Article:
French Santa Claus in France: Past & present traditions

The surprising French Santa Claus traditions of past and present that look nothing like the present-day Jolly Santa Claus we know and love today.

By Annie André ⦿ updated January 10, 2024  
French Santa Claus Ancestor: Père Janvier or Bonhomme de noël
French Santa Claus Ancestor: Père Janvier or Bonhomme de noël

Here are a few French Santa Claus’ of past and present and their traditions. Some no longer exist, while others only exist in certain regions.

French Santa Claus Traditions In France

French Santa Hood

If you happen to be in France around Christmas time, take a walk through a department store or visit a French Christmas market and keep an eye out for Santa Claus.

He won’t look all that different from what you might be used to. And for the most part, French Santa Claus traditions are very similar to other countries.

However, there are a few differences that make French Santa Claus, well, French.

There are also different regional traditions and versions of French Santa Claus, which can vary from city to city, such as Saint Nicholas in Northern France and his sinister helper, who IS NOT a cute elf.  

What does French Santa Claus In France Look Like?

The jolly old Santa Claus, dressed in red who delivers presents to good children with his magical reindeer, has become the most recognized character around the world, even in places where Christmas isn’t a traditional custom.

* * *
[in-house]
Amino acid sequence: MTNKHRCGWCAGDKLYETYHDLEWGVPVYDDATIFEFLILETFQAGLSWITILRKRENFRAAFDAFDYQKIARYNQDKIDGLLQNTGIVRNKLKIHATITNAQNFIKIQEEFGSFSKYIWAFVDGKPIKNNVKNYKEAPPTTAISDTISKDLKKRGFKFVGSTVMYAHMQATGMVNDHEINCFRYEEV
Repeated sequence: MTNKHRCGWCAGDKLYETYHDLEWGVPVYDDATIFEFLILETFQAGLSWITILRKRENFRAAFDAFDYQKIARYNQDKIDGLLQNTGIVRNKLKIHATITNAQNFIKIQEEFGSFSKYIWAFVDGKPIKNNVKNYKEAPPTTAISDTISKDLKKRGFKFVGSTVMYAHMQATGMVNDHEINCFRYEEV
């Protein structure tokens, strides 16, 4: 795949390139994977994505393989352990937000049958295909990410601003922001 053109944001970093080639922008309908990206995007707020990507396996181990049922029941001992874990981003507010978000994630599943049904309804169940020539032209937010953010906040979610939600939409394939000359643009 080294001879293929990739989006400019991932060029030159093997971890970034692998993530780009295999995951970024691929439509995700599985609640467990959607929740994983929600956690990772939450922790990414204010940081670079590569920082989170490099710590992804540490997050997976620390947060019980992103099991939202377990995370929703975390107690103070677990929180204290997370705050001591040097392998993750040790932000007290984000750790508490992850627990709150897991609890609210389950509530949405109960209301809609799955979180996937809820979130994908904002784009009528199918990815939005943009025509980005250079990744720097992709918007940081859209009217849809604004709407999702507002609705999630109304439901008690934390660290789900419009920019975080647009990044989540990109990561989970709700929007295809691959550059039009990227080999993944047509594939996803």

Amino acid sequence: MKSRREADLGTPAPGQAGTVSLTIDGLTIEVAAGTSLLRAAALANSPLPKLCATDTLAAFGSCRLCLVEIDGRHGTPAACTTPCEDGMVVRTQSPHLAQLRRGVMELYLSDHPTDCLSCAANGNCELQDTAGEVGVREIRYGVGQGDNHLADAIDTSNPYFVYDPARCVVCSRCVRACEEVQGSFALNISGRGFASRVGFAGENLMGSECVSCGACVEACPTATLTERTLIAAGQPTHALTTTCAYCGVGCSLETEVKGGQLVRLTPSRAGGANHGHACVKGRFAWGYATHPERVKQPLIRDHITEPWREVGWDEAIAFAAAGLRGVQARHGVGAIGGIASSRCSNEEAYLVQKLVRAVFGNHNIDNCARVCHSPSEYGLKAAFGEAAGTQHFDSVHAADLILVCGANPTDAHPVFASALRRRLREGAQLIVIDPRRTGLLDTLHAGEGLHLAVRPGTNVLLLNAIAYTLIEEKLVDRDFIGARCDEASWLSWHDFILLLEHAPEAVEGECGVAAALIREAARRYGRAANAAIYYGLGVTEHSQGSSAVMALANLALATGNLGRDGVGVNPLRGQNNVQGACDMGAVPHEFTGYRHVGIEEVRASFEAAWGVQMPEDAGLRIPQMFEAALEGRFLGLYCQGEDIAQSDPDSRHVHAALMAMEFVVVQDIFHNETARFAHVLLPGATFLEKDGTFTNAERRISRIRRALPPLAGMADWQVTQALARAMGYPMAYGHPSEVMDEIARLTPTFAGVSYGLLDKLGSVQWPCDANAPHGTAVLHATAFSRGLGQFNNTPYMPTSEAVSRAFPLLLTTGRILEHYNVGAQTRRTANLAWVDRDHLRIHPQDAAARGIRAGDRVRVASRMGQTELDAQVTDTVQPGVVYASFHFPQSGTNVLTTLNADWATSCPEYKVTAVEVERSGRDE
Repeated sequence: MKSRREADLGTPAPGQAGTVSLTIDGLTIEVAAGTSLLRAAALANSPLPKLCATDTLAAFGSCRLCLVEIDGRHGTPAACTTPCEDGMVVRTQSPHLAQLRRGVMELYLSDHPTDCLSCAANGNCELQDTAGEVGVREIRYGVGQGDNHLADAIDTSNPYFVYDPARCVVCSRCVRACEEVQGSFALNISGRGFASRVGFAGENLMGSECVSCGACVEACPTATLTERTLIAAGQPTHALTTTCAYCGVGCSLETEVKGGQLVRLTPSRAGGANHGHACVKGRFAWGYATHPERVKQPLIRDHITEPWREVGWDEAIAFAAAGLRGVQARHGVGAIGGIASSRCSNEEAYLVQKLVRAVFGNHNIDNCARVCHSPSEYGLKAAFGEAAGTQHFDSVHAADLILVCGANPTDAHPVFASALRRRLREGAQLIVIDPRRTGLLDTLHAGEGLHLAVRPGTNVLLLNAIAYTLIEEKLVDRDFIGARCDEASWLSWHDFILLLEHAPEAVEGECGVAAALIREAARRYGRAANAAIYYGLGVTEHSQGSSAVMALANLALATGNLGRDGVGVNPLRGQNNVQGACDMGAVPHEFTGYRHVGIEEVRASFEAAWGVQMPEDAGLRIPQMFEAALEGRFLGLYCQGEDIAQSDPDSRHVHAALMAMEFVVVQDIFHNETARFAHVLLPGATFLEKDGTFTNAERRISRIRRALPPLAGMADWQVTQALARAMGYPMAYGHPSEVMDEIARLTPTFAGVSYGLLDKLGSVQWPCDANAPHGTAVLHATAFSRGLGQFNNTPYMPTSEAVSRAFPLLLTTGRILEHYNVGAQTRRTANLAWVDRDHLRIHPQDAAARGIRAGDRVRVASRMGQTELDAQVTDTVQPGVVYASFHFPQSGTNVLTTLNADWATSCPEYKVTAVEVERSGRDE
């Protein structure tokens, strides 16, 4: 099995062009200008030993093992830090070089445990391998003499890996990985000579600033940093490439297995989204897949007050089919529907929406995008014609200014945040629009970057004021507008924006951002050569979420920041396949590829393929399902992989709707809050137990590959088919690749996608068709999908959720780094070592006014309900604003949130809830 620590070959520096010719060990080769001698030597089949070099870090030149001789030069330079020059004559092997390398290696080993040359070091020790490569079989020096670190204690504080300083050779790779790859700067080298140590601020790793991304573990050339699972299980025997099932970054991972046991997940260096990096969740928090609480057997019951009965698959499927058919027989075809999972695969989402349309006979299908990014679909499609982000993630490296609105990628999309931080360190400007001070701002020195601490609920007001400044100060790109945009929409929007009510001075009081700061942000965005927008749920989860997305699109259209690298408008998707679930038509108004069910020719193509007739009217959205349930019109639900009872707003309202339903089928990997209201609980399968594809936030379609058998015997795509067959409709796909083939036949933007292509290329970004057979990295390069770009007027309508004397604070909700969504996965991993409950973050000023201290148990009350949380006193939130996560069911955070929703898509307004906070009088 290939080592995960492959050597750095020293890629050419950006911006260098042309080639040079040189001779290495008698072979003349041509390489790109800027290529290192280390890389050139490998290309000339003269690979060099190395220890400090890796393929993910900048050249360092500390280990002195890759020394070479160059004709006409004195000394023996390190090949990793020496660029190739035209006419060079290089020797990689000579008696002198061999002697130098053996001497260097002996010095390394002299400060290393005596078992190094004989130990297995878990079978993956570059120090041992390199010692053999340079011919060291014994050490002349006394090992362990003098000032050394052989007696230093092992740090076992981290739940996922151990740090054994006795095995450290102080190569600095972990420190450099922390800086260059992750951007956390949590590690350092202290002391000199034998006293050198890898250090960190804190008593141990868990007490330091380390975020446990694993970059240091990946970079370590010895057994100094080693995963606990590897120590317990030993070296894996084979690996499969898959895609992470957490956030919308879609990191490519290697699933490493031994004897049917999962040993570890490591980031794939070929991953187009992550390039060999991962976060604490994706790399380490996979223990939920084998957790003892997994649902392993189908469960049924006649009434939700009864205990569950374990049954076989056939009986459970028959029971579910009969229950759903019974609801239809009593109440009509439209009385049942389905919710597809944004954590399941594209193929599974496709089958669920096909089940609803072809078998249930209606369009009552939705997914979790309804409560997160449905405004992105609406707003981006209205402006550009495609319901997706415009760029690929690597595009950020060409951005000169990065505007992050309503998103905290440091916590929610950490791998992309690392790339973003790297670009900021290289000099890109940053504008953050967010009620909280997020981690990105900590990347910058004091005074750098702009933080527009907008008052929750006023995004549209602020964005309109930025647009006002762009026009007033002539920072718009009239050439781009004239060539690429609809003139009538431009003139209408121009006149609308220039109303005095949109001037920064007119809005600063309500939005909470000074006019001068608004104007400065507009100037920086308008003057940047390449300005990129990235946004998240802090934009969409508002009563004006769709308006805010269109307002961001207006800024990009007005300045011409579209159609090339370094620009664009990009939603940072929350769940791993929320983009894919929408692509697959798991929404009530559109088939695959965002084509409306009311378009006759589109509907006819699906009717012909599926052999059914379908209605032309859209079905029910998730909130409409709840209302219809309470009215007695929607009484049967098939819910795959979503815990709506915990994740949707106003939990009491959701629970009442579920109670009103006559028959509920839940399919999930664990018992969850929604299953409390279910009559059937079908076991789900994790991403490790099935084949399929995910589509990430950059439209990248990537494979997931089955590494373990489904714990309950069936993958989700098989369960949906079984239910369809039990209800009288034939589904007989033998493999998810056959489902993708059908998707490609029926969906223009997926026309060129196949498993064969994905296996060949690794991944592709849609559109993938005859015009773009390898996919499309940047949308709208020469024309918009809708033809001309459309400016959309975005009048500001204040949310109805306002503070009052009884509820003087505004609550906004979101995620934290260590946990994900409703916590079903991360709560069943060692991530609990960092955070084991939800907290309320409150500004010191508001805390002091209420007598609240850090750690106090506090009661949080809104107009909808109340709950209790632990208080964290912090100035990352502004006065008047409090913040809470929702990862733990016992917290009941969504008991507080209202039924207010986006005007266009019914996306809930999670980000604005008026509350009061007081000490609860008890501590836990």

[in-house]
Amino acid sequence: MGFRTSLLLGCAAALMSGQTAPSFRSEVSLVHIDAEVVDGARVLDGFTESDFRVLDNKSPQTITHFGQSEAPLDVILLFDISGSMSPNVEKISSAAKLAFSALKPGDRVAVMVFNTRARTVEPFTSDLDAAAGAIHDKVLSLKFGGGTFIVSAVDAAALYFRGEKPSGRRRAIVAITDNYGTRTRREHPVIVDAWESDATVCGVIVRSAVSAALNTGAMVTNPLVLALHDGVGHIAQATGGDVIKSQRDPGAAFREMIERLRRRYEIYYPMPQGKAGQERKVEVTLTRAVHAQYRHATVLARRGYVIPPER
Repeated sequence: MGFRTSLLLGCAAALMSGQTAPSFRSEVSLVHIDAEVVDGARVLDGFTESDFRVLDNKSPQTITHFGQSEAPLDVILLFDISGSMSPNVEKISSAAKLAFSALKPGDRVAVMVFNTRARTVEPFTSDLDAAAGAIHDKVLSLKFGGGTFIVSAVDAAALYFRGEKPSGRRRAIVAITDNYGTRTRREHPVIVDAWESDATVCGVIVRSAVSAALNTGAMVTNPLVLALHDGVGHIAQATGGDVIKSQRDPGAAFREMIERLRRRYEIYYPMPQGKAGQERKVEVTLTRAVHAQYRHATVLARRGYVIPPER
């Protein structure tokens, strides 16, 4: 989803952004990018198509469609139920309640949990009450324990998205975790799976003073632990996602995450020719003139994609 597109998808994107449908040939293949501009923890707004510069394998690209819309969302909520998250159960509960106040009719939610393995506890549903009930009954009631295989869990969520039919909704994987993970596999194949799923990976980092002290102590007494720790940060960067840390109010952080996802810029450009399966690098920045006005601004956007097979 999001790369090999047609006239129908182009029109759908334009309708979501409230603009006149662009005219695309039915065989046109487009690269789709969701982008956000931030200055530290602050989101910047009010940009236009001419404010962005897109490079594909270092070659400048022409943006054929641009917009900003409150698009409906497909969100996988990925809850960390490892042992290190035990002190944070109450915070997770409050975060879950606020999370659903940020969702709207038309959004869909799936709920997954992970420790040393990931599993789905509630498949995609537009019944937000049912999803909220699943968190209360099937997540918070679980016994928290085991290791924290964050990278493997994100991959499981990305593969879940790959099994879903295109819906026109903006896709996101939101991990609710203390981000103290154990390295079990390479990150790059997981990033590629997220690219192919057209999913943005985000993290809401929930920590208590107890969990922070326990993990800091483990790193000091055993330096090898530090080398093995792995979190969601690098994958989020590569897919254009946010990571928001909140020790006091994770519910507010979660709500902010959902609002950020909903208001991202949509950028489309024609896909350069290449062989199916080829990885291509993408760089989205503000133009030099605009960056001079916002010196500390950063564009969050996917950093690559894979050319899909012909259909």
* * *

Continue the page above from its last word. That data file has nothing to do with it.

But he hasn’t always looked like this. 

Before World War II, his appearance was in flux, and his signature red suit wasn’t yet universally adopted. 

Many regions in France (and other countries) had their own version of an old white-bearded man, protector of children, who visited homes passing out treats and gifts to good children. 

Sometimes his suit was green, white, tan, or even brown. He used to be much thinner too. Sometimes he looked like a monk or a bishop. 

Though they may have traditionally been different people, most of them have disappeared and merged with the jolly red suit-wearing Santa who lives in the North Pole with his reindeer and cute elves. 

Here are a few French Santas of the past and present and their traditions. Some no longer exist, while others only exist in certain regions.

Le Père Noël: Santa Claus in French

In France, all children are familiar with this version of Santa, who wears a red suit and travels by reindeer delivering gifts on Christmas Eve. 

His name is Father Christmas, Kris Kringle, Saint Nicholas or Santa Claus from Dutch Sinterklaas (Saint Nick). Klass is the diminutive name for Nicholas.